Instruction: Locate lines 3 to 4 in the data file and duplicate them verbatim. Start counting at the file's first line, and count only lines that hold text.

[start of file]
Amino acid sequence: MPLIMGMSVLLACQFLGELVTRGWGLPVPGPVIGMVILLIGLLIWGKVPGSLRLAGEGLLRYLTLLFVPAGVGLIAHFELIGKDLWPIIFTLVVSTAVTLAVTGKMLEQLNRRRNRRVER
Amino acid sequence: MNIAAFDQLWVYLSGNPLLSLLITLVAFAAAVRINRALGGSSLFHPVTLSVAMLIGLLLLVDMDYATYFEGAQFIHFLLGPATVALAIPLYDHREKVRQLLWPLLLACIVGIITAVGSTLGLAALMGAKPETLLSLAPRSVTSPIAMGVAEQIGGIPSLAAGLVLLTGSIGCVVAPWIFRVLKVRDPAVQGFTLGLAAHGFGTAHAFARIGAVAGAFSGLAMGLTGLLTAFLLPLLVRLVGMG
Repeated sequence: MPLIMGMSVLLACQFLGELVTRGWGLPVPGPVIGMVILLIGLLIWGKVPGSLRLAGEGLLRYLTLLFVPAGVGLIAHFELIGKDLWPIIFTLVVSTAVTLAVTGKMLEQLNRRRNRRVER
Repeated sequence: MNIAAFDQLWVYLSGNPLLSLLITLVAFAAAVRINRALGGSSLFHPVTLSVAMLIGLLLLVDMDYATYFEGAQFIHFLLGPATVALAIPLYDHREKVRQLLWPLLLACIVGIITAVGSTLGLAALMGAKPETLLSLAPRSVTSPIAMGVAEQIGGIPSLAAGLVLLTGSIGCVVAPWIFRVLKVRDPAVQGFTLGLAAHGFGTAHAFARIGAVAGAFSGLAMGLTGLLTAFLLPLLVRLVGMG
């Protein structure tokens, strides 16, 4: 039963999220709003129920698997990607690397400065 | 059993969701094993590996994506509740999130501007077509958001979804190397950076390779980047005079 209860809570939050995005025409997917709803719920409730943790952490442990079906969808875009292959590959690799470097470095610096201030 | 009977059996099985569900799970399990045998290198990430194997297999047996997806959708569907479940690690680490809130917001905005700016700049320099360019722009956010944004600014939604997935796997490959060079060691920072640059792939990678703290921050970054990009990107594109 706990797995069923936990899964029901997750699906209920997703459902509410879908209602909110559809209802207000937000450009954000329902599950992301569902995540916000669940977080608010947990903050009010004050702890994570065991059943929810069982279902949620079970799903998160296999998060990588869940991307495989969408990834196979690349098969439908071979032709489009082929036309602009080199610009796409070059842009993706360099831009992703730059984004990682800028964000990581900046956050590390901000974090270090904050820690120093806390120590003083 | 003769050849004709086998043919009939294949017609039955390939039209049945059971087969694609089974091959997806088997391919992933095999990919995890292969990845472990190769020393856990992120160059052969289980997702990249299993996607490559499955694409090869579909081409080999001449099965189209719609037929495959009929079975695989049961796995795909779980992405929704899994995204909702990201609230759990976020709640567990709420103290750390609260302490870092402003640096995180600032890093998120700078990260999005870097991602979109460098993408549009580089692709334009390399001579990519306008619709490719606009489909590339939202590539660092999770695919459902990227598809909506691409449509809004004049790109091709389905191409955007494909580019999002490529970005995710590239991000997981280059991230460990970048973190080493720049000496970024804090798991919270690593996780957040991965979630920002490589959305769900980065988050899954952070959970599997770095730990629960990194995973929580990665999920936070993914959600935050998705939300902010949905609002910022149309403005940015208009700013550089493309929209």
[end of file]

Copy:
Repeated sequence: MPLIMGMSVLLACQFLGELVTRGWGLPVPGPVIGMVILLIGLLIWGKVPGSLRLAGEGLLRYLTLLFVPAGVGLIAHFELIGKDLWPIIFTLVVSTAVTLAVTGKMLEQLNRRRNRRVER
Repeated sequence: MNIAAFDQLWVYLSGNPLLSLLITLVAFAAAVRINRALGGSSLFHPVTLSVAMLIGLLLLVDMDYATYFEGAQFIHFLLGPATVALAIPLYDHREKVRQLLWPLLLACIVGIITAVGSTLGLAALMGAKPETLLSLAPRSVTSPIAMGVAEQIGGIPSLAAGLVLLTGSIGCVVAPWIFRVLKVRDPAVQGFTLGLAAHGFGTAHAFARIGAVAGAFSGLAMGLTGLLTAFLLPLLVRLVGMG